http://aviation21.ru/obytnyj-obrazec-celnokompozitnogo-samolyota-str-40dt-pokazhut-v-konce-goda/

    Firebird

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    Re: Russian Civil Aviation: News #2

    Post  Firebird on Wed Jun 13, 2018 12:24 pm

    Hole wrote:
    Firebird wrote:I wonder how this will work. Will this Il-96 eventually be replaced by a Russian-Chinese widebody?
    I read that Russia plans to use this to get started for the Russia-China venture.

    Or will the joint plane be sold in China. With Russia doing her own variant for domestic use and her own customers
    ie in the same way Brahmos is for India, with Russia having her own Zircon missile for domestic use?

    Brahmos is a vesion of the Onyx. Got Nothing to do with Zirkon.

    As you can tell, I'm not an expert on missile development.
    What I mean is, Russia produced a cutting edge missile for (or some say "with" India) ie Brahmos I and soon II.
    But Russia has its own missiles for the domestic market which I suppose are more advanced? And Russia might export those missiles, whereas it probably won't export Brahmos anywhere else.

    So I'm wondering if a similar thing will happen with China ie CR929 for China. But Russia produces its own plane separately too?
    Maybe differing in range or TO weight or whatever? Does that make sense?
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    GunshipDemocracy

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    Re: Russian Civil Aviation: News #2

    Post  GunshipDemocracy on Wed Jun 13, 2018 5:01 pm

    Firebird wrote:

    So I'm wondering if a similar thing will happen with China ie CR929 for China. But Russia produces its own plane separately too?
    Maybe differing in range or TO weight or whatever? Does that make sense?

    perhaps because CR-929 (Berkut Smile is partially Russia and partially Chinese and all Il-96 is made in Russia? Thus makes it a good platform for military applications (tankers AWACS, ASW...)

    Firebird

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    Re: Russian Civil Aviation: News #2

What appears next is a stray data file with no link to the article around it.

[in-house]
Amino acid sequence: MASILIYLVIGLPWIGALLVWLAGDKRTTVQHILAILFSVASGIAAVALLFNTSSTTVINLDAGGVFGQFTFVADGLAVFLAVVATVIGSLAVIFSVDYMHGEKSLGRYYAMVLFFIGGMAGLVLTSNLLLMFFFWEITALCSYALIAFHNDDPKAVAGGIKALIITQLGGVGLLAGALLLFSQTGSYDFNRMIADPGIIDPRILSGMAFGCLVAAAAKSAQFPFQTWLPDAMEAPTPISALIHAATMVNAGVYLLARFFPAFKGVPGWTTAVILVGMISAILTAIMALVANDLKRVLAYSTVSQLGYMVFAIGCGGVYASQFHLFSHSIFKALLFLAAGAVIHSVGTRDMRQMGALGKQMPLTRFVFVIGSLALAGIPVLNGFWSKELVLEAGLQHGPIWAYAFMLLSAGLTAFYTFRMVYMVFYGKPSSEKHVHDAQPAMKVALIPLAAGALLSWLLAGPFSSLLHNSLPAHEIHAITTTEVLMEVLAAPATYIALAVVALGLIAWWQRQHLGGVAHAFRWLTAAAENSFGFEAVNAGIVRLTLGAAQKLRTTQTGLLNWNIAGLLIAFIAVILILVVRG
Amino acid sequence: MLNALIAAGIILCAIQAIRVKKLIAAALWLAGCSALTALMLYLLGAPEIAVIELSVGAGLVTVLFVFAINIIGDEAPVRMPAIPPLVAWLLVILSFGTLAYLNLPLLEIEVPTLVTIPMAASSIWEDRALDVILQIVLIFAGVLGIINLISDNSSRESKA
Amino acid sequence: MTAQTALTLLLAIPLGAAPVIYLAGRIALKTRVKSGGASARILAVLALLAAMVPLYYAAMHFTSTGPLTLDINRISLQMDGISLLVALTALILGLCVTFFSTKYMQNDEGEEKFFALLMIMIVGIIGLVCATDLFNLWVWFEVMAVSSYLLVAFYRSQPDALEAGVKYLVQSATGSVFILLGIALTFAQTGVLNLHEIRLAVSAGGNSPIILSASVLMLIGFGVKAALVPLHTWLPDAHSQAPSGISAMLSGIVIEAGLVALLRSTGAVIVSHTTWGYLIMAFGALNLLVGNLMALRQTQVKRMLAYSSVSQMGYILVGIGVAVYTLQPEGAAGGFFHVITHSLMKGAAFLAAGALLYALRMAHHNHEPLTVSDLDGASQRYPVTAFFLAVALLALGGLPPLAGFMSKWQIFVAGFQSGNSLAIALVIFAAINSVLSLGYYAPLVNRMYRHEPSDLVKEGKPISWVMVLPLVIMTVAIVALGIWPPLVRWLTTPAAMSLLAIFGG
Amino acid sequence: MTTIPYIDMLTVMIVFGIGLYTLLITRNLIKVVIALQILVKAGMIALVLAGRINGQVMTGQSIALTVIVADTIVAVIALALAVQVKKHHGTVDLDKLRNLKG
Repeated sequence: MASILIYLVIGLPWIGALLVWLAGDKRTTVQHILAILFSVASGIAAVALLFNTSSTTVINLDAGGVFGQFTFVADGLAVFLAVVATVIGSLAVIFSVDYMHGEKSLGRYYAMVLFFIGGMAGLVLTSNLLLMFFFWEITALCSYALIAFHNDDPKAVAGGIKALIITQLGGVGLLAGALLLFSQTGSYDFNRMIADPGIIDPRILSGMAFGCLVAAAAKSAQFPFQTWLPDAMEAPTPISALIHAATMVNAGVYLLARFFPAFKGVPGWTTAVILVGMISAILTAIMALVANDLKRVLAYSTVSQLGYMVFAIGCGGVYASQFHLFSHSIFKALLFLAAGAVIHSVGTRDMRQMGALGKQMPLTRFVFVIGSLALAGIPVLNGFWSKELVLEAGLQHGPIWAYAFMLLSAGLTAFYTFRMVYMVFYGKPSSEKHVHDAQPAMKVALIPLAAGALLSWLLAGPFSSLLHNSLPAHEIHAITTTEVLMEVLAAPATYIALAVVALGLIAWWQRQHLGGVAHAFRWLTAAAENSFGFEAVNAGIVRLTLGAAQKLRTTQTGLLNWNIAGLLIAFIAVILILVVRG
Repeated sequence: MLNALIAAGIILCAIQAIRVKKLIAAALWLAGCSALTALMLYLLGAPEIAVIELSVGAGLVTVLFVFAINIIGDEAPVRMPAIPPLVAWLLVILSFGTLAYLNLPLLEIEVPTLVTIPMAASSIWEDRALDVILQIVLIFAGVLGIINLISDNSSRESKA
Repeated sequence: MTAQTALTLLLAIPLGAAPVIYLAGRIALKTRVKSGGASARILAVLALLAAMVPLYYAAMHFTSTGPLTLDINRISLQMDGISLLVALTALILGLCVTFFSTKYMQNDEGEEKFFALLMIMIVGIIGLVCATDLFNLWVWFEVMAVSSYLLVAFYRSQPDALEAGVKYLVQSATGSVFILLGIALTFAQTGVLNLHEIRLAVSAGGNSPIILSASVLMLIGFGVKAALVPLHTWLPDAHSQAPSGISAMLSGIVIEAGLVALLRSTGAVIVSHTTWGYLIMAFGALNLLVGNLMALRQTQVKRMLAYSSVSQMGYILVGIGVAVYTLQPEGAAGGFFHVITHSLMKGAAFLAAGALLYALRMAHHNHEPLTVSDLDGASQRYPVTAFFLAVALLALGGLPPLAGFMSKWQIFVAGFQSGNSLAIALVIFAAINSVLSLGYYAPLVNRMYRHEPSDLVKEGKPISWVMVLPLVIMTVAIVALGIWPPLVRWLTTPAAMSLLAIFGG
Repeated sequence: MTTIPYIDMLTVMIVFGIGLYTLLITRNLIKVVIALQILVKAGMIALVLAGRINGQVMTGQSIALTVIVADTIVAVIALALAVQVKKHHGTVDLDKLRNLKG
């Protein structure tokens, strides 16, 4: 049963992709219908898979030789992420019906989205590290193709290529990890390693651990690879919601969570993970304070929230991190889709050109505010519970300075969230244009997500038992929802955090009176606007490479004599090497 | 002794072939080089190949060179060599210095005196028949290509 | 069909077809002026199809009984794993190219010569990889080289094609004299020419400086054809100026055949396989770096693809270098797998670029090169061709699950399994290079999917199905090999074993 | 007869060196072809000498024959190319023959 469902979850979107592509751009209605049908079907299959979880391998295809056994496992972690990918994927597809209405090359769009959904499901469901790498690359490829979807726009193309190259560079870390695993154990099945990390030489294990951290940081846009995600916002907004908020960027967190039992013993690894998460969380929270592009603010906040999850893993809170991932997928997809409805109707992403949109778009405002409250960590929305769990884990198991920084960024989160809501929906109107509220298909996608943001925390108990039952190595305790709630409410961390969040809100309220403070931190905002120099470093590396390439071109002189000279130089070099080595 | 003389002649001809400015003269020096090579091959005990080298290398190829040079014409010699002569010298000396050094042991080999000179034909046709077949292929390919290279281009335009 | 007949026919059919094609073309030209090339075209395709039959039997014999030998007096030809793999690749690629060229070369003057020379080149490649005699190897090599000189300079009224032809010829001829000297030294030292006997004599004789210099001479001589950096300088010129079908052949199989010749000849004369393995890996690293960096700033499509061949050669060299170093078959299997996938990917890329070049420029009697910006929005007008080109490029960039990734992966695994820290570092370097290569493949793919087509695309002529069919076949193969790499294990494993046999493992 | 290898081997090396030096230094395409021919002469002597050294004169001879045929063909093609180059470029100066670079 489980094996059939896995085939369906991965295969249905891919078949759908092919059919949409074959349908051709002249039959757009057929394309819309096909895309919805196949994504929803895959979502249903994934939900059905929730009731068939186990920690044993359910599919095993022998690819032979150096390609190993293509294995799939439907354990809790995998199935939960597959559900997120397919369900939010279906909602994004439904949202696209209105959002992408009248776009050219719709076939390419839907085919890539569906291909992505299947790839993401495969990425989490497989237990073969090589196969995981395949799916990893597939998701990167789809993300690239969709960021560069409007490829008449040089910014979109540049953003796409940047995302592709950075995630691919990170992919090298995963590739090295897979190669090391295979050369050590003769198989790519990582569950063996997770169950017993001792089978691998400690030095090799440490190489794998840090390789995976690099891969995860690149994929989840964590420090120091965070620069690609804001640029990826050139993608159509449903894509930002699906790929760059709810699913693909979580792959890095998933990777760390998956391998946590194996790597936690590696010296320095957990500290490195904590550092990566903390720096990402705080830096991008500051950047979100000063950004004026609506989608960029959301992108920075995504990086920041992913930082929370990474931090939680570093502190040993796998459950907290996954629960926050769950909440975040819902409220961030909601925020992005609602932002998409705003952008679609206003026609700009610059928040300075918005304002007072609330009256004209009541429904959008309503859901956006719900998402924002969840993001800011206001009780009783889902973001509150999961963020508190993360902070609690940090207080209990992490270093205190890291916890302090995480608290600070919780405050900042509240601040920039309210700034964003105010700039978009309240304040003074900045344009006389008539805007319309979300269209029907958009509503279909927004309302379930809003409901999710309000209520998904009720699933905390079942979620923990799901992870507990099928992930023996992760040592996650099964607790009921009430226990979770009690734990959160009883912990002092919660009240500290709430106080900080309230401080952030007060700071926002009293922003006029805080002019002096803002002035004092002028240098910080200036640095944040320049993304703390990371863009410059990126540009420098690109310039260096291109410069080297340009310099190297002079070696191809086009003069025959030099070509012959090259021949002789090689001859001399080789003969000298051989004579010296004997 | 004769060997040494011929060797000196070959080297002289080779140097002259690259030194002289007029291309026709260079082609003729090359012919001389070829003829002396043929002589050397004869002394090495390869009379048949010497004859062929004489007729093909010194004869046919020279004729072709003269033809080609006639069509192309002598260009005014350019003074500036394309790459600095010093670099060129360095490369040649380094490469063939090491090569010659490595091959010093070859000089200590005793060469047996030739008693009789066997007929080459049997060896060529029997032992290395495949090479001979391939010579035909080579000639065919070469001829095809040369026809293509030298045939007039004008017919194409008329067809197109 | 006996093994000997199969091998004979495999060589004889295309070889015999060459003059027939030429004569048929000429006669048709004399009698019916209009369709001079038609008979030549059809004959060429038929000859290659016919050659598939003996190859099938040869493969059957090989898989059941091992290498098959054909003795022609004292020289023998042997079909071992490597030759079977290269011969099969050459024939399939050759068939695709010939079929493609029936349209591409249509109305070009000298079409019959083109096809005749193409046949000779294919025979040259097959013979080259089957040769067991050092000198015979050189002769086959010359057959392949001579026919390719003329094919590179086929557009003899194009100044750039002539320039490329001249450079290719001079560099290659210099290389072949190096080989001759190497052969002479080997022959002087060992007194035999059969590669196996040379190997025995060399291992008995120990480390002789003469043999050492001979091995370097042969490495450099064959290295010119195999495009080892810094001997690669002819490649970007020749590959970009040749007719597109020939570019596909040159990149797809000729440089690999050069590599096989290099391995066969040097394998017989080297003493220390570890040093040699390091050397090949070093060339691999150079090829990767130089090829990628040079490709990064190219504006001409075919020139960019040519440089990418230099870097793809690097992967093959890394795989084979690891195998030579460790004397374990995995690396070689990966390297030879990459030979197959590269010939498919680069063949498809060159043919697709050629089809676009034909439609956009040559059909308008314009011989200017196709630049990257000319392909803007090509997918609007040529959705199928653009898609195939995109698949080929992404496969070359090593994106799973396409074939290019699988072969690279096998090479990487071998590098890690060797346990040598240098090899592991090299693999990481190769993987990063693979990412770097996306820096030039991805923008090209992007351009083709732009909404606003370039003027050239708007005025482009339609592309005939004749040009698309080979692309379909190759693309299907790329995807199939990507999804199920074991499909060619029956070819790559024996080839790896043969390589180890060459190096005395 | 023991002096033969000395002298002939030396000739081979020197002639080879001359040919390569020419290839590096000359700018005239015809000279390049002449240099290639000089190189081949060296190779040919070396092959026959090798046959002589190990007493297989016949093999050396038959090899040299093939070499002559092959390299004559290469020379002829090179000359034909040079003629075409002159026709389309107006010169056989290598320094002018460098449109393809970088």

Post  Firebird on Wed Jun 13, 2018 5:37 pm

    GunshipDemocracy wrote:
    Firebird wrote:

    So I'm wondering if a similar thing will happen with China ie CR929 for China. But Russia produces its own plane separately too?
    Maybe differing in range or TO weight or whatever? Does that make sense?

    perhaps because CR-929 (Berkut Smile is partially Russia and partially Chinese and all Il-96 is made in Russia? Thus makes it a good platform for military applications (tankers AWACS, ASW...)

    Yeah I can see the IL-96 being used for military stuff even after CR929 is done.

    But the big moneyspinner is civilian. So if say Russia's partners (excluding China) want a widebody in 2025 or whenever, I wonder if UAC will give them a CR929 ie joint venture assembled in China. Or whether they will offer a Russian made plane that's very similar and maybe a little more advanced?

    After all, the tech expertise is coming from Russia, even if CHina is providing much of the money for CR929.
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    Militarov

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    Re: Russian Civil Aviation: News #2

    Post  Militarov on Wed Jun 13, 2018 7:45 pm

    Firebird wrote:
    GunshipDemocracy wrote:
    Firebird wrote:

    So I'm wondering if a similar thing will happen with China ie CR929 for China. But Russia produces its own plane separately too?